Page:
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CNN | Jul 31
Now that memorable US President Richard Nixon has long passed out of the world's existence, it's intriguing to see him once again sharing his view ...
Forty years ago this month, then-US President Richard Nixon went to China, marking the beginning of the end to three decades of mutual hostility and ignorance. Chinese media are celebrating the historic visit. And so is the University of Southern California’s US-China Institute. It’s produced a documentary called "The Week That Changed the World," and it focuses on the American media’s role in the trip. Here’s a brief excerpt.
Dan Rather, CBS News:
I just found myself thinking what is President Nixon getting into, what is the United States of America getting into, and what are we journalists getting into, and then what am I getting into with this?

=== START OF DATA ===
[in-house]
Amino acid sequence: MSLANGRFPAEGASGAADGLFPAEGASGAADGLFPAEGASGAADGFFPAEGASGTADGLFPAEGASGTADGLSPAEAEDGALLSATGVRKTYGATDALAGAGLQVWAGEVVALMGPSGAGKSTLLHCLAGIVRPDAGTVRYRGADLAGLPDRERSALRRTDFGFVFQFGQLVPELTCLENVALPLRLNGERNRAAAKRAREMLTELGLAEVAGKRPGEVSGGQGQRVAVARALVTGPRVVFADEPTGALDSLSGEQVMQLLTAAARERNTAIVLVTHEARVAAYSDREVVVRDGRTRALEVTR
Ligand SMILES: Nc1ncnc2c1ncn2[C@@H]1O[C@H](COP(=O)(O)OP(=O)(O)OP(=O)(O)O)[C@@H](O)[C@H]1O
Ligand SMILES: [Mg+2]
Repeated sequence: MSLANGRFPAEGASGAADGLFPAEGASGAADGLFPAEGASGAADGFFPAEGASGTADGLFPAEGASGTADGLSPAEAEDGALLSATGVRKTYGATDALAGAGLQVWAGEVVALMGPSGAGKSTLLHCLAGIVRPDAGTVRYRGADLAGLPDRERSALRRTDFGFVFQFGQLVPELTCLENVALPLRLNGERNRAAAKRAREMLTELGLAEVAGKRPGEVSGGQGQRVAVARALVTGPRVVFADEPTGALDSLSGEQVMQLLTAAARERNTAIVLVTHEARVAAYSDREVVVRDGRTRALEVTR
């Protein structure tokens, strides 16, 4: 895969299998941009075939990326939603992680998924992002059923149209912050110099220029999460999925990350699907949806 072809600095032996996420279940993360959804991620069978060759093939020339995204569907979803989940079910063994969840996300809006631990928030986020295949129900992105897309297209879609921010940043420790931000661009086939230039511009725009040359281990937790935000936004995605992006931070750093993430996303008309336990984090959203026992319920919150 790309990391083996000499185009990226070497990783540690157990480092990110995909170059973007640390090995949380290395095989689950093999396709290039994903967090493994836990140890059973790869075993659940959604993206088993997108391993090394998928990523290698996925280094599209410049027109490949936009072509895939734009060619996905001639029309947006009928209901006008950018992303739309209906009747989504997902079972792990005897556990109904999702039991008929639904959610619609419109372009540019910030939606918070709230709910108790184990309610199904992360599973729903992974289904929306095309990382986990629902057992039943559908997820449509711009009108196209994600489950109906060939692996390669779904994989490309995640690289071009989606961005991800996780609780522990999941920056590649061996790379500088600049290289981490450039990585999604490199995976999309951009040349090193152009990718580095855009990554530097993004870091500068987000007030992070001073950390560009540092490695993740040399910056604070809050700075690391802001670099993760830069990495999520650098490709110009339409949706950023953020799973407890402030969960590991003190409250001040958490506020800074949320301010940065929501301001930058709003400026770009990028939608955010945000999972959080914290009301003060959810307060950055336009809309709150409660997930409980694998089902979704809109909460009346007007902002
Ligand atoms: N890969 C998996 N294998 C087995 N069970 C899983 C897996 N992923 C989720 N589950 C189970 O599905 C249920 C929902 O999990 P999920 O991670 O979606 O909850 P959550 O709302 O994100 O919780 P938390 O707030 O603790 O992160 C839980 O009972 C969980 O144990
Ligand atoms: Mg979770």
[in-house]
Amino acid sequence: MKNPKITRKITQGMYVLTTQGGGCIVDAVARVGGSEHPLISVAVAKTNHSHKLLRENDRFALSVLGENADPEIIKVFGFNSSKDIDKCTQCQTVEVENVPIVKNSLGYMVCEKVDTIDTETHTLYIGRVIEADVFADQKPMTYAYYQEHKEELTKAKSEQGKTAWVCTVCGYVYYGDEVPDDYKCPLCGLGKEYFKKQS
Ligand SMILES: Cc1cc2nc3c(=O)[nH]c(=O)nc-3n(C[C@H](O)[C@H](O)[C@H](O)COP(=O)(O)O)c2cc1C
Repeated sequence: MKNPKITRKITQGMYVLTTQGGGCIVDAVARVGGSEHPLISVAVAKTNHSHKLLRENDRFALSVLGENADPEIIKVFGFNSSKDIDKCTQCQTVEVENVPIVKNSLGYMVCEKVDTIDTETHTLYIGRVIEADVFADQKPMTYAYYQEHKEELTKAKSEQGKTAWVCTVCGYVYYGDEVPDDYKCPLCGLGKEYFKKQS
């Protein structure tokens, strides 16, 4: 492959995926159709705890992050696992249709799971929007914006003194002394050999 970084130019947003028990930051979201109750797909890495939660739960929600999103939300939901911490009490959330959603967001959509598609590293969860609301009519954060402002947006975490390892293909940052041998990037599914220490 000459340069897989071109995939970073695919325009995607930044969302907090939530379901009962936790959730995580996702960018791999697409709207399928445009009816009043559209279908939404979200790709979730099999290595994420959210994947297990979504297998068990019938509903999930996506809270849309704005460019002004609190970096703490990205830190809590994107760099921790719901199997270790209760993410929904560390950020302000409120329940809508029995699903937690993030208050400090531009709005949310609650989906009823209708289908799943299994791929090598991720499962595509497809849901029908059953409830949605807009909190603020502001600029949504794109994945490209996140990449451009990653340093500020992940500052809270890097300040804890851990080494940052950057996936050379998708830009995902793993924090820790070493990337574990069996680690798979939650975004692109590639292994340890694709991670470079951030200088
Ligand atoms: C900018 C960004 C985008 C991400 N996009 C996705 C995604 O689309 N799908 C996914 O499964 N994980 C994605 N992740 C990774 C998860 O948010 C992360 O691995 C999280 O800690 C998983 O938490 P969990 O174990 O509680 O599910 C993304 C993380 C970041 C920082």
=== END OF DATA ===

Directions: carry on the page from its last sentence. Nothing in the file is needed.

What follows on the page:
Barbara Walters, NBC News:
I knew nothing about China. Nobody had any idea what it really looked like. It really was like going on the moon. What are we going to see? We had no idea what to expect.
Stanley Karnow, Washington Post:
Most of the guys, the reporters on the trip, knew nothing about China. They knew nothing.
Bernard Kalb, CBS News:
Up until then, the idea was Mao Zedong ate babies for breakfast, so to speak. There had been this exaggerated caricature of the way that Chinese were, that the Communist system had essentially dehumanized...
Ron Walker, Nixon Advance Man:
We knew the world was going to see this event, and it was going to be huge, because we were opening a door to a billion people.
Dwight Chapin, Nixon Appointments Secretary:
Well, it was very clear that, upon arrival, that we would have the President and Mrs. Nixon walk down those stairs and that that picture with Zhou Enlai would be an incredibly important picture. I mean that was the establishing shot in virtually every newspaper the next morning.
The full version of the documentary is available on the website of USC’s US-China Institute.